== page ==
Friday, February 7, 2014
Review: "Vampyr" is Imaginative and Striking
Vampyr – Der Traum des Allan Grey (1932)
COUNTRY OF ORIGIN: France/Germany; Language: German
Running time: 72 minutes (1 hour, 12 minutes)
DIRECTOR: Carl Theodor Dreyer
WRITERS: Christen Jul and Carl Theodor Dreyer
PRODUCERS: Julian West and Carl Theodor Dreyer
CINEMATOGRAPHERS: Rudolph Maté and Louis Née
EDITOR: Paul Falkenberg
COMPOSER: Wolfgang Zeller
Starring: Julian West, Maurice Schutz, Rena Mandel, Sybille Schmitz, Jan Hieronimko, Henriette Gérard, Albert Bras, N. Babanini, and Jane Mora
The subject of this movie review is Vampyr or Vampyr – Der Traum des Allan Grey (Vampire: The Dream of Allan Grey), a 1932 French-German horror film from Danish director, Carl Theodor Dreyer. The film is based on elements taken from the short story collection, In a Glass Darkly, by author J. Sheridan Le Fanu. The film is noted for being financed by the star of the film, Nicolas de Gunzburg, who acted under the name, “Julian West.” Vampyr follows a traveler, who is obsessed with the supernatural, as he visits a village that is under the curse of a vampire.
Allan Gray (Julian West), a holiday reveler, stops in the eerie European village of Courtempierre, where he takes a room at a small inn. Later that night, an elderly gentleman awakens Allan when he enters Allan’s room and leaves a parcel. He writes on the package, “To be opened in the event of my death.” Gray later witnesses the man’s murder, so he opens the package and discovers several pages of writings on the “vampyr.” Gray later learns that a strange supernatural killer is on the loose, and that the culprit may be someone highly respected in the village.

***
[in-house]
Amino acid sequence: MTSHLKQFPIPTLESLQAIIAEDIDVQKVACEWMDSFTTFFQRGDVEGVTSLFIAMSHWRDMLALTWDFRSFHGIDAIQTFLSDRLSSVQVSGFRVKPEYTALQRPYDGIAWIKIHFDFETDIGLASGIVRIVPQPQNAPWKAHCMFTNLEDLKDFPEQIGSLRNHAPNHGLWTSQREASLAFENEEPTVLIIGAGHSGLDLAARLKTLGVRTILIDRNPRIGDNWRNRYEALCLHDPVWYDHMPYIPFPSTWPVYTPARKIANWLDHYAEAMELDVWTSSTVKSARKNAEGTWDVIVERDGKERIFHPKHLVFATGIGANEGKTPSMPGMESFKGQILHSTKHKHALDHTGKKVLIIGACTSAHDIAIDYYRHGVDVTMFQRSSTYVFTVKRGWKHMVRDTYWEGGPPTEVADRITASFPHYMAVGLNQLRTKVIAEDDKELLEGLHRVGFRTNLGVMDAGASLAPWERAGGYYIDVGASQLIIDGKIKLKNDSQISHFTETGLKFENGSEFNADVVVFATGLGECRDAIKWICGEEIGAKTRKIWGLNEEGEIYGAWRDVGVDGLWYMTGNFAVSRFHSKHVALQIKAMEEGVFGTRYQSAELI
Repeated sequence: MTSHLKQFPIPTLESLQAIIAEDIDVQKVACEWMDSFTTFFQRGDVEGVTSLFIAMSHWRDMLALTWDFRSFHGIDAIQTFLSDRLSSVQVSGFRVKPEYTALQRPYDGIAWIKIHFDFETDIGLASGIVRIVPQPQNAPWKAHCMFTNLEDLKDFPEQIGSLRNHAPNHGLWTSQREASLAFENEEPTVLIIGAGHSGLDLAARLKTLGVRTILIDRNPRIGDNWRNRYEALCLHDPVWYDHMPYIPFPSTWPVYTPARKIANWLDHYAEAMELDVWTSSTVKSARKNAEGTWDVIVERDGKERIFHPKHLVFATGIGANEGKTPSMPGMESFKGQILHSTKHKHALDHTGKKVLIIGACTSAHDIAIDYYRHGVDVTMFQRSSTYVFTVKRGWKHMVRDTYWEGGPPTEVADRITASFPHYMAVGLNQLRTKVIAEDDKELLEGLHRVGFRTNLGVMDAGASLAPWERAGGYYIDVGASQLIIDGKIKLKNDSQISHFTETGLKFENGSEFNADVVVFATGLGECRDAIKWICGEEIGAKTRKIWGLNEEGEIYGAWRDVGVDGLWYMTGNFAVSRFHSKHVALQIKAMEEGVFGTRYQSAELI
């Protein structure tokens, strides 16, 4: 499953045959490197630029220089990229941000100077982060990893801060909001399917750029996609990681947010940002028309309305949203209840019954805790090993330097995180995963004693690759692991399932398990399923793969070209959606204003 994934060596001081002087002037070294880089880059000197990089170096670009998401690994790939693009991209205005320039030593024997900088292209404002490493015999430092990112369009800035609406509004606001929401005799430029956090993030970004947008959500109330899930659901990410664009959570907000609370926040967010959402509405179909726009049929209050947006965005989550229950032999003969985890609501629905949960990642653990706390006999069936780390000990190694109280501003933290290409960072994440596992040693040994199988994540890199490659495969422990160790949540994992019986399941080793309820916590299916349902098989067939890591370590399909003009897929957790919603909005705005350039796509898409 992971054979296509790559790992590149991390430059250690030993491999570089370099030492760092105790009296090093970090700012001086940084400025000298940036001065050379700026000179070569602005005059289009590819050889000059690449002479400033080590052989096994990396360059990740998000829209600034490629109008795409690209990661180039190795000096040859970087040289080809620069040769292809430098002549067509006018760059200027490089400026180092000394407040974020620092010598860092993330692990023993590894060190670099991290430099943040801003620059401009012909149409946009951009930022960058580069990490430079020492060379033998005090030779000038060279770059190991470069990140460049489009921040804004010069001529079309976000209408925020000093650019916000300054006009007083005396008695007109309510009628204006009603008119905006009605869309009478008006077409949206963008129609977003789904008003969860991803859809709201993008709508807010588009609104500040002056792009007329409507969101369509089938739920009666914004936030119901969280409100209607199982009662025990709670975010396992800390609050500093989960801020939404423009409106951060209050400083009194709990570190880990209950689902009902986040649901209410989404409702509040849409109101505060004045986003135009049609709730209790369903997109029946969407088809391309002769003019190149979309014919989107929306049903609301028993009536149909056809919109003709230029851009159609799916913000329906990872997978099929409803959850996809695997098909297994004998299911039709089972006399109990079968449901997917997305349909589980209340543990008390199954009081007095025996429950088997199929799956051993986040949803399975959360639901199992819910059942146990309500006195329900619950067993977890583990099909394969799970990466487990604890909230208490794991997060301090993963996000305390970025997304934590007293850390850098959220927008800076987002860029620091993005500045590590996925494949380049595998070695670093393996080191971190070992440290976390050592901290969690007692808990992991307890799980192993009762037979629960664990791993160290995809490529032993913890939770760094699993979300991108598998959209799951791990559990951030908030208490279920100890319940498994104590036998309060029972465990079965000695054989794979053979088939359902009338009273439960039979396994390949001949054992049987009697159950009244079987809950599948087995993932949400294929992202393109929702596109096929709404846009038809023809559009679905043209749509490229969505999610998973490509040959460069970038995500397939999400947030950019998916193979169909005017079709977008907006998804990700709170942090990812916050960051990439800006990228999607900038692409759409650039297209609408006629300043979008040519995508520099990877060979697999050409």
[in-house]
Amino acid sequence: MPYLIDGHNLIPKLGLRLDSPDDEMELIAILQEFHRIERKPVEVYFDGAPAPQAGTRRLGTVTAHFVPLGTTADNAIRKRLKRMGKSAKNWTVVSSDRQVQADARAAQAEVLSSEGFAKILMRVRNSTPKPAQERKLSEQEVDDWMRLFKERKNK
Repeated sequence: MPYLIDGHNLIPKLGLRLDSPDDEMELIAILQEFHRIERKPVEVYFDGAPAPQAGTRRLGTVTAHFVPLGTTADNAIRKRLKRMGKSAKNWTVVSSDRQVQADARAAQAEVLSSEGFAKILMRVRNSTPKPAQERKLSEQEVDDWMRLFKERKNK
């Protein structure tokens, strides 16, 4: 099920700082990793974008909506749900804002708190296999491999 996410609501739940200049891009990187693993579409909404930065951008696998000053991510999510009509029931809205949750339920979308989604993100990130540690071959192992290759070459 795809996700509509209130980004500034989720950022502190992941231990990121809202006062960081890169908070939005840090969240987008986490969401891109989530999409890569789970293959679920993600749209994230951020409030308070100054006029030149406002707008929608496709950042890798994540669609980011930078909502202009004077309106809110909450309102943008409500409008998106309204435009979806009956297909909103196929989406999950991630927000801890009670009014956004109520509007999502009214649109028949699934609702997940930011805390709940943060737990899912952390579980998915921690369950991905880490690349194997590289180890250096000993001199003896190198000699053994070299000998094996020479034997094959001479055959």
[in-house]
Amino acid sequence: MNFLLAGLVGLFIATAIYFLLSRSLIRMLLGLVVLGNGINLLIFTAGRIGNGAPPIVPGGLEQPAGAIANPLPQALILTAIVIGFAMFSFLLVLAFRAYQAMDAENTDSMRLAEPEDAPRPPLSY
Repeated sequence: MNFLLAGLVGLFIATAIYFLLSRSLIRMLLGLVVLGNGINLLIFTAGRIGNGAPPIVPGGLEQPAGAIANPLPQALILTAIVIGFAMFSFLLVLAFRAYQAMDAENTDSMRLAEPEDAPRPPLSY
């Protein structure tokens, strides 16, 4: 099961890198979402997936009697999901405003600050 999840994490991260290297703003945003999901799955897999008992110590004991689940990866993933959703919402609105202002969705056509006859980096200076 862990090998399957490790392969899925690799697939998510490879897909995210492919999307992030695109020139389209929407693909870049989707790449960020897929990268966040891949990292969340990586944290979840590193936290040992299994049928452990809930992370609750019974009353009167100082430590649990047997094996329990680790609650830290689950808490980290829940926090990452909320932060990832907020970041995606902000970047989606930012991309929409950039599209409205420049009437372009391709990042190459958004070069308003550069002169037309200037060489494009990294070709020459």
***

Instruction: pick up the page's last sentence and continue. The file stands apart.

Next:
Carl Theodor Dreyer’s Vampyr –Der Traum des Allan Grey (or simply, Vampyr) is still considered by some film aficionados to be one of the great cinematic horror movies. The film’s one big flaw is that it was shot cheaply using an experimental sound process, so the quality of the soundtrack leaves so much to be desired. Still, the dreamy-like photography combined with the surreal, illusory and trancelike imagery more than make up for sound deficiencies.
Vampyr contains some truly creepy and skin-crawling visuals, including an extended sequence in which the hero witnesses his body in a coffin being carried past the massive old village church and into the graveyard. Julian West’s performance, which sees him spend much time either listless or in a somnambulant state, adds to this film’s otherworldly quality. Vampyr is a must see for movie buffs who love horror flicks, especially vampire films.
7 of 10
Wednesday, July 26, 2006
Updated: Friday, February 07, 2014
The text is copyright © 2014 Leroy Douresseaux. All Rights Reserved. Contact this site for syndication rights and fees.